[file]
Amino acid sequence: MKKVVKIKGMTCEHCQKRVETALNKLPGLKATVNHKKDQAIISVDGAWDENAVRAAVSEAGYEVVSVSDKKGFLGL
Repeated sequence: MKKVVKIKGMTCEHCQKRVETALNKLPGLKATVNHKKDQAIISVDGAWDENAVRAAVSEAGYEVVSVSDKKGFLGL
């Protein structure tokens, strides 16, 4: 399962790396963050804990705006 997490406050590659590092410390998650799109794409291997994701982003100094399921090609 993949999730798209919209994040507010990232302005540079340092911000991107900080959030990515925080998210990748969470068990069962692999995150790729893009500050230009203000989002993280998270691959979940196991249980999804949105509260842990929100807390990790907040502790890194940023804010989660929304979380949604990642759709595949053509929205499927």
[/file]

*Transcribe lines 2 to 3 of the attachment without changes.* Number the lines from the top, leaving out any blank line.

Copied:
Repeated sequence: MKKVVKIKGMTCEHCQKRVETALNKLPGLKATVNHKKDQAIISVDGAWDENAVRAAVSEAGYEVVSVSDKKGFLGL
């Protein structure tokens, strides 16, 4: 399962790396963050804990705006 997490406050590659590092410390998650799109794409291997994701982003100094399921090609 993949999730798209919209994040507010990232302005540079340092911000991107900080959030990515925080998210990748969470068990069962692999995150790729893009500050230009203000989002993280998270691959979940196991249980999804949105509260842990929100807390990790907040502790890194940023804010989660929304979380949604990642759709595949053509929205499927």